What Is a Network?

A network is a system of interconnecting lines, such as telephone lines for communication or subway tracks for transportation. We use transportation networks during the course of an average day for a number of different purposes: the train or subway for daily expeditions, the roads for commuting to and from work, and the airlines for longer trips. In the computer and Information Technology (IT) environment, a network is just defined as a group of computers and connecting circuitry functioning in a specific manner. A transportation network is defined as a system of crossing or interconnecting routes, such as roads or subway tracks. This chapter analogizes transportation systems and computer systems to help you apply computer concepts to a familiar context.

Transportation and Computer Networks

Let's look at these definitions in more detail. Simply stated, a transportation network connects two or more points, enabling the exchange of resources, such as people, goods, or information. These points might be cities connected by railroad lines, buildings within a city connected by streets, or desks within a building connected by hallways and stairwells. The common denominator here is that there is some sort of connection, or path, between these points?railroad tracks, city streets, or office hallways. These paths provide a way for people or goods to get from one point to another. This originating point, or starting point, is called the sender, originator, or source; the second point, or arrival point, is called the receiver, or destination.

In transportation networks, an originating (source) and ending point (destination) are two distinct locations in a journey. In addition, the ending point can become the originating point for another part of a journey. Think of a flight from Los Angeles to Cleveland with a two-hour layover in Denver, as shown in Figure 1-1. Denver, in this case, is both a destination and an end point of one trip and the starting point of another trip. Computer networks function in a similar way. Data can be sent to a destination (endpoint) that in turn becomes the originating point for another transmission to the final destination. These sources and destinations are not fixed points, but change depending on the direction of message (data) flow.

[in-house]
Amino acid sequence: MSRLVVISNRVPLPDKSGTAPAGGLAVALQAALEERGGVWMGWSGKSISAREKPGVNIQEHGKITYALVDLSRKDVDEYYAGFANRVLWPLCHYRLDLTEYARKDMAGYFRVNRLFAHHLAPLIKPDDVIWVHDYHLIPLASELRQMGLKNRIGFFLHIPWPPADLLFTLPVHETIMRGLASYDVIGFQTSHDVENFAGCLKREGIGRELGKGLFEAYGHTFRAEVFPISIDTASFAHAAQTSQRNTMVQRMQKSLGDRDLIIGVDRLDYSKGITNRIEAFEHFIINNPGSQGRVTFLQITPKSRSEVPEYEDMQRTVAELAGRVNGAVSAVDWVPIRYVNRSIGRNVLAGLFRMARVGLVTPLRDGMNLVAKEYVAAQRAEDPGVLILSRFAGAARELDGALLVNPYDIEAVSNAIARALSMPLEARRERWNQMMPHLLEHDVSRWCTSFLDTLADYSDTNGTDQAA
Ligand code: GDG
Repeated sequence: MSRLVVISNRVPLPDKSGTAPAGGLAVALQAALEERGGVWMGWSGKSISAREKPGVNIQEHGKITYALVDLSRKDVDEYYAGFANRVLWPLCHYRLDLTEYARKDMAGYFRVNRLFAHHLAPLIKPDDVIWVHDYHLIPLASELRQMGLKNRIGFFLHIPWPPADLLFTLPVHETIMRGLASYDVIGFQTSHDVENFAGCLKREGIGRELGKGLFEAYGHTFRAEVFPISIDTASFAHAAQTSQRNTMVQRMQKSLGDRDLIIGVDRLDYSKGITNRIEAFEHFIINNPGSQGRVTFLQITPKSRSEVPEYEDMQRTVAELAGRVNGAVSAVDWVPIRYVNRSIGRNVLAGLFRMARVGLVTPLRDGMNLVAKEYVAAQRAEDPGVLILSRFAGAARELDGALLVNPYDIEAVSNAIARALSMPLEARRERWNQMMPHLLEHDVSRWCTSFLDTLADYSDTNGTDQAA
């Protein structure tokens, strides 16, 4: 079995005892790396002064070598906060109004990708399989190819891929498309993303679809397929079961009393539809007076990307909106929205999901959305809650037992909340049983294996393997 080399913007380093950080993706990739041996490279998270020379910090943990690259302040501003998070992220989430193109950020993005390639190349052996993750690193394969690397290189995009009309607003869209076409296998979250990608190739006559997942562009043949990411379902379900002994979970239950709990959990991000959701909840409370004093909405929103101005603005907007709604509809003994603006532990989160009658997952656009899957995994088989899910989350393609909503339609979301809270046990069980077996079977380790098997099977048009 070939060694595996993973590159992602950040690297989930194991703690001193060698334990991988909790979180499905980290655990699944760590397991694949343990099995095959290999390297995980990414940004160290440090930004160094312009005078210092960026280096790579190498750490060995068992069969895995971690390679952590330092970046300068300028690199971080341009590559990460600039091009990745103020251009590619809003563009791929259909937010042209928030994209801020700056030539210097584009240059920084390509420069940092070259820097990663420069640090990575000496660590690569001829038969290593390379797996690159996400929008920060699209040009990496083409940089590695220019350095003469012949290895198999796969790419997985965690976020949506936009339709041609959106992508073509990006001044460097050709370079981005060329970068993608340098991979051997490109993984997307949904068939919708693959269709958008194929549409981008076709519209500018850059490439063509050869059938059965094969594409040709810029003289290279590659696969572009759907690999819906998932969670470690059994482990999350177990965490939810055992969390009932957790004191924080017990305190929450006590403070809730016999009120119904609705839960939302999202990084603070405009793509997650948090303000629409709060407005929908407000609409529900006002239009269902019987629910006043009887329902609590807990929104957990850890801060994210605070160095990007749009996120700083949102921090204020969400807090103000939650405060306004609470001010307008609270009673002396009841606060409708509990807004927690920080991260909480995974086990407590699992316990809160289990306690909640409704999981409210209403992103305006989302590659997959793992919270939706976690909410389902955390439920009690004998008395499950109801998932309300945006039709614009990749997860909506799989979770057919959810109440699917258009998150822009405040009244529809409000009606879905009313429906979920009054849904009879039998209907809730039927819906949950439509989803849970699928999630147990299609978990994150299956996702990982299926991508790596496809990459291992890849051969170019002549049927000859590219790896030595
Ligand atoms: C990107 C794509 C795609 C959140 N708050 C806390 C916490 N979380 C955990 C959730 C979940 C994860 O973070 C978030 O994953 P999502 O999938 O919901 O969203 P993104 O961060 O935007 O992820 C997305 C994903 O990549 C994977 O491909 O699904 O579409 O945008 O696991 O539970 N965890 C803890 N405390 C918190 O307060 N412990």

Figure 1-1. Source and Destination Relationships


To better understand IT networks, such as data (computer or Internet) or voice (telephone) networks, and the concept of switching within these networks, let's look first at the networks we use daily, such as the subway, railroad, and airline routes. As described previously, these are transportation networks that effect the moving of resources (people) from one point to another across an established path. Take, for example, the New York City subway. Figure 1-2 shows a few stops.

Figure 1-2. New York City Subway Stops


If you are on Wall Street and want to go to Grand Central Station, you cannot take a direct route between these two points. As illustrated in Figure 1-2, you might take the number 2 train to Times Square and the S train from Times Square to Grand Central.

It is the connection of Wall Street to Times Square to Grand Central that enables you to move from Wall Street to Grand Central, and it is the network of these subway connections that enables you to move throughout the city.

The airline and the subway networks connect different points and connect them in differing fashions. In the case of the airlines, cities are connected via preplanned routes in the sky. In the case of the subway, various city points (stations) are connected via subway tracks. A key point here is that just because a network path passes through a city block, in the case of the subway, or over a city, in the case of an airline, that pass-through point cannot be used to get on or off the network. The only way you can join a network is at an origination (starting) or termination (ending) point of the network connection.

While walking along the streets of New York City, for example, you can hear, and sometimes see, the subway trains running under the city sidewalk, but you can't get on the train from that point (unless you happen to be in a Hollywood movie chase scene). To get on that train, you must get to a station on that train's route, a demarcation point. A demarcation point is the boundary between two entities; in this case, the demarcation point is the boundary between the street and the train station. This demarcation point is both the point whereby passengers get on the train (originating or source point) or get off the train (terminating or destination point).

It is important to understand that the origination point and the termination point are interconnected, meaning they are connected to each other in some fashion. In the New York City subway, Wall Street and Times Square are interconnected via one set of tracks, Times Square and Grand Central Station are interconnected via another set of tracks, and Wall Street and Grand Central Station are interconnected via yet another set of tracks. Times Square is the switching point for passengers between Wall Street and Grand Central, because subway passengers need to disembark the number 2 train (Wall Street?Times Square) in order to board the S train (Times Square?Grand Central).

Each track segment and station is a leg in the subway network. Legs of the network are joined at key locations, where other major arteries carry you to other key locations. These key locations are "distribution" or "hub" points on the network. This is true of airlines, roads, and telephone calls.